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MissSoph created the topic: Inclusion of runway slope
Just wondering if anyone has any feedback on this point...a remark was made that in the exam..if a question refers to the ersa for details on the runway, and it has say... a 1% slope down... you don’t worry about it for the take off/ landing charts.... but should a question give you the specs... and also has a 1% slops down.... you do include it on the chart.. anyone got ideas about that one?
John.Heddles replied the topic: Inclusion of runway slope
Runway slope is a bit of a rubbery animal.
Very few runways will have a uniform (constant) slope. Some have quite variable slope along the runway centreline. There is a number of different ways to define slope - ERSA Intro 21.1 (
) provides the Australian definition (maximum elevation difference expressed as a length percentage).
An aeroplane must not take off at a weight in excess of the least of the weights determined in accordance with subparagraphs (a) to (d):
(a) a weight at which the take-off distance required under subsection 6 for the pressure height, temperature, runway slope (if in excess of 1%) and wind component along the runway, is equal to or less than the take-off distance available in the direction of take-off. Approved declared conditions may be used instead of actual pressure height and temperature
Note, though, in respect of slope, this appears to be contradicted by 6.2:
For aeroplanes operated on land, take-off distances are to be determined for a level short dry grass surface.
Landing requirements are at 5.1(a) :
Except in an emergency, an aeroplane must not land at a weight in excess of the least of the weights determined in accordance with subparagraphs (a) and (b):
(a) a weight at which the landing distance required in accordance with subsection 10 for the pressure height, temperature, runway slope (if in excess of 1%), and wind component along the runway at the time of landing, is equal to or less than the landing distance available in the direction of landing. Approved declared conditions may be used instead of actual pressure height and temperature
Note, though, in respect of slope, this appears to be contradicted by 10.2:
For aeroplanes operated on land, landing distances are to be determined for a level short dry grass surface.
Just what the CAO detail might mean at law would be for the legal eagles to establish. Get used to it, folks, this sort of problem crops up here and there in the aviation game and you just need to accommodate it with your strategies. With both engineering and pilot hats on, I read 4.1(a) and 5.1(a) to mean that, while I may ignore small slopes, there is no compulsion for me to do so - I choose to use whatever slope data I might have available to me on the day.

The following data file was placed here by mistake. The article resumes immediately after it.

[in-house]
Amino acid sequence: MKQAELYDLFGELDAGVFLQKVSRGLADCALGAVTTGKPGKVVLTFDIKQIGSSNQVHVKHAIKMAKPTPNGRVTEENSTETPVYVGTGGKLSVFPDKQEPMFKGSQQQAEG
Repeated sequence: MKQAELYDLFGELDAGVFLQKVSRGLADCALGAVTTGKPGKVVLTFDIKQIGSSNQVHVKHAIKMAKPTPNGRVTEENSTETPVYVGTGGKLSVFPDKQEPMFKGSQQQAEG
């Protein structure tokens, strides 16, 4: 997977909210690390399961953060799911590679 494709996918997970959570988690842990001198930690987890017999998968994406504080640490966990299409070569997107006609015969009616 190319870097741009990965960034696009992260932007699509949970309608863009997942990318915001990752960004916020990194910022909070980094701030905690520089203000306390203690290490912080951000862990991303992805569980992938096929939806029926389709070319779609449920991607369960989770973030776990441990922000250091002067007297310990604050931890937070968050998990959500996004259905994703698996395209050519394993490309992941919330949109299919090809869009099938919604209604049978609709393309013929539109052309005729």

For practical considerations, I suggest that the pilot should run the sums in a conservative manner. To me, that means, if I have slope information, I will apply it reasonably, regardless of what it may be - that is to say, I will ignore the 1% thing. That will give me useful and practical information. To keep myself sweet with 6.2/10.2, I would also make sure that I had enough runway to suit for no downslope (takeoff) and no upslope (landing).
Is this a bit silly ? Certainly appears so to me.
One of the historical problems is that 20.7 is an operational CAO, not an airworthiness certification document. The latter were in the 101 series but they were unceremoniously dumped in the bin post Ron Yates' report a few years back, now. The origins of 20.7 date back many, many years to the ANOs and were associated with (not always accurate) recasting of the 101 words. Now, we only have 20.7 (and the foreign NAS certification words) with which to confuse ourselves thoroughly, from time to time.
Now, where did this 1% thing come from ? I've never been successful in tracking that down. It dates back forever and a day - certainly before I started out in the Industry in the early 60s. My belief is that it will date back to the days where paddock operations were the rule, rather than the exception, and establishing slope was a bit difficult for the Tiger Moth pilot in the field. Considering the way the numbers usually run, 1% appears to be a reasonable measure below which it is acceptable to ignore the problem. Above 1%, the numbers usually start to become more noticeable and, for that reason, one should make reasonable efforts to establish a slope value for the calculations. Also, keep in mind that, in the old days, a great many aircraft Types had no performance information and operated on declared strip length requirements where the pilot didn't worry about any sums - if the strip length met the AFM requirements, we were good to go.
Until there might be a substantive court case to define what the CAO means, specifically, it just remains one of our little problems around which we have to operate.
Engineering specialist in aircraft performance and weight control.
bobtait replied the topic: Inclusion of runway slope
The problem is that students are sitting an exam and CASA's computer has only one answer. We can only hope that examiners are aware of these outdated, poorly written 'rules' that cause students such agony.
MissSoph replied the topic: Inclusion of runway slope
Hey pitts.... you’re not alone in the brain frizzle department ... I’m still pulling myself out of the fetal position... ) so I’m going to go with the latest advice... include the one percent and over....but please... I’m no whizz... don’t take my decision as the right one... happy study...
Stuart Tait replied the topic: Inclusion of runway slope
Gavin has said to us that the CASA exams will only have a slope either 0 or greater than 1 so there is no doubt how to use it. That being said it's a stupid grey area that hasn't been addressed for a very long time. You would think that if you have a slope use it but alas no if it's under 1%.